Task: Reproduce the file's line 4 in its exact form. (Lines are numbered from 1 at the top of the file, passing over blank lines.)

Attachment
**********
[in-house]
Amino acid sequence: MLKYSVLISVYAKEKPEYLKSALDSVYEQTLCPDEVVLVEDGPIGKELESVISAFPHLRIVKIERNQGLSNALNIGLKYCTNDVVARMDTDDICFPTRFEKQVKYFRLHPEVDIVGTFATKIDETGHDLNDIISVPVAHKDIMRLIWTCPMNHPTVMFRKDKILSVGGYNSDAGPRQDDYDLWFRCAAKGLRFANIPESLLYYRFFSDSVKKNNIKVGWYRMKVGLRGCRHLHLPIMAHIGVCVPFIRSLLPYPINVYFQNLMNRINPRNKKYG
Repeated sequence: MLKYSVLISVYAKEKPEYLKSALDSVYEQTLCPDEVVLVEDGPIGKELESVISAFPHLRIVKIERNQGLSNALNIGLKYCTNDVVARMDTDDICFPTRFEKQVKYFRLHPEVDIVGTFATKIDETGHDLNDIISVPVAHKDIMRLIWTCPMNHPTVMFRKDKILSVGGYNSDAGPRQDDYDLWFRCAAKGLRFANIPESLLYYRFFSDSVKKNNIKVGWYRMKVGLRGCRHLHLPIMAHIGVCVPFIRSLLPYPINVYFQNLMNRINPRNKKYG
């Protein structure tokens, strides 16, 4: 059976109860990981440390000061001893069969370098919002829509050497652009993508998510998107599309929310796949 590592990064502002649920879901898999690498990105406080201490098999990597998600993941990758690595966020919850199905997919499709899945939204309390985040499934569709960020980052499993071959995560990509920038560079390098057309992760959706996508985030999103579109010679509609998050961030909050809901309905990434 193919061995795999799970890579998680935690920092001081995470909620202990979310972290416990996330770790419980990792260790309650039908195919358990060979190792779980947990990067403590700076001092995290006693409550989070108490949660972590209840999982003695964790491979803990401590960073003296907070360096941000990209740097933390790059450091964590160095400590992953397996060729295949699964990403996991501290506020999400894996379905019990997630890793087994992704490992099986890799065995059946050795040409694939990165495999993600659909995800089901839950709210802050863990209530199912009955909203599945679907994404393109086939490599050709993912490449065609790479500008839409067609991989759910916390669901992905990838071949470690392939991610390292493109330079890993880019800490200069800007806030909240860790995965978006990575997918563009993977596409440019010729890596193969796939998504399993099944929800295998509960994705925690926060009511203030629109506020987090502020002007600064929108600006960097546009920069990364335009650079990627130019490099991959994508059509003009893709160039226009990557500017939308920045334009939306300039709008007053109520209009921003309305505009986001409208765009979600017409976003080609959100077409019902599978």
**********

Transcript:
């Protein structure tokens, strides 16, 4: 059976109860990981440390000061001893069969370098919002829509050497652009993508998510998107599309929310796949 590592990064502002649920879901898999690498990105406080201490098999990597998600993941990758690595966020919850199905997919499709899945939204309390985040499934569709960020980052499993071959995560990509920038560079390098057309992760959706996508985030999103579109010679509609998050961030909050809901309905990434 193919061995795999799970890579998680935690920092001081995470909620202990979310972290416990996330770790419980990792260790309650039908195919358990060979190792779980947990990067403590700076001092995290006693409550989070108490949660972590209840999982003695964790491979803990401590960073003296907070360096941000990209740097933390790059450091964590160095400590992953397996060729295949699964990403996991501290506020999400894996379905019990997630890793087994992704490992099986890799065995059946050795040409694939990165495999993600659909995800089901839950709210802050863990209530199912009955909203599945679907994404393109086939490599050709993912490449065609790479500008839409067609991989759910916390669901992905990838071949470690392939991610390292493109330079890993880019800490200069800007806030909240860790995965978006990575997918563009993977596409440019010729890596193969796939998504399993099944929800295998509960994705925690926060009511203030629109506020987090502020002007600064929108600006960097546009920069990364335009650079990627130019490099991959994508059509003009893709160039226009990557500017939308920045334009939306300039709008007053109520209009921003309305505009986001409208765009979600017409976003080609959100077409019902599978």